Why flutterest thou here, so idly among the rose-bushes ?” “A maiden will soon pass along the path: she is as lovely as the youngest of the Graces. At peep of dawn, she repairs with a well-filled basket to the cot, which stands on yonder hill. See ! That is the cot; the mossy roof of which is now gilded by the rays of the sun. In that cot dwells a female, afflicted with sickness and poverty. She has two infants, both of whom would weep with hunger. by the side of her bed, did not Daphne afford them relief and consolation, every day. She will return by this very path; her cheeks glowing with pleasure, and tears of sympathy gemming her eyes. In this rose-bush I wait till I perceive her coming. When she issues from the cottage, I fly to meet her, laden with perfumes. I fan her cheeks, and kiss the dewy pearls from her eyes. This is my employment."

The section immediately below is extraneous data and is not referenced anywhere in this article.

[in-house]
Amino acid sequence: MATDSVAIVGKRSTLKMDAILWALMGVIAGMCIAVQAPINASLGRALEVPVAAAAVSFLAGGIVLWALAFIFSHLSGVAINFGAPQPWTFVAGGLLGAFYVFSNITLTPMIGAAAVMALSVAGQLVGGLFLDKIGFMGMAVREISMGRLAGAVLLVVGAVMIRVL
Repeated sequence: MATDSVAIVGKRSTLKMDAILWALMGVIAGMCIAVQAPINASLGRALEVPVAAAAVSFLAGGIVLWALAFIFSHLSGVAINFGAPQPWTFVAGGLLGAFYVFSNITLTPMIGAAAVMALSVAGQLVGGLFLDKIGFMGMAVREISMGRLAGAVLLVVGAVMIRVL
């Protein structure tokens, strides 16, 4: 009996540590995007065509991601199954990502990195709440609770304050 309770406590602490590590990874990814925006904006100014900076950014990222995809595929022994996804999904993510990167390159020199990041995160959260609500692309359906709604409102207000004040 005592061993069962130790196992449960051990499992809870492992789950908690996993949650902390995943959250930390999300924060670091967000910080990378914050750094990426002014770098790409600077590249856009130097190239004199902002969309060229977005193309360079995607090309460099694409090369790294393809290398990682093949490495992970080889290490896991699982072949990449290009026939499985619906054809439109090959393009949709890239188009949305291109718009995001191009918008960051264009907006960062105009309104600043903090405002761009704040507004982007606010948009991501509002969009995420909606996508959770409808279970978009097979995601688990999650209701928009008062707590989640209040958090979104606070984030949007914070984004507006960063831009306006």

In this manner, Gessner rendered all the more agree

able incidents of domestic life subservient to his genius. Upon recovering from a fit of illness, he composed his idyl of “ Daphnis and Chloe;" in which, depicting the anxiety of children, at the dread of losing their father, they indicate their affection, by offering a sacrifice of all they possess ; accompanying their offers with language the most innocent and engaging. Something analogous occurring in the canton of Zurich, Gessner wrote that history of the wooden leg, which he calls a Swiss Idyl; but which is infinitely superior to any idyl in Theocritus, or any bucolic in Virgil.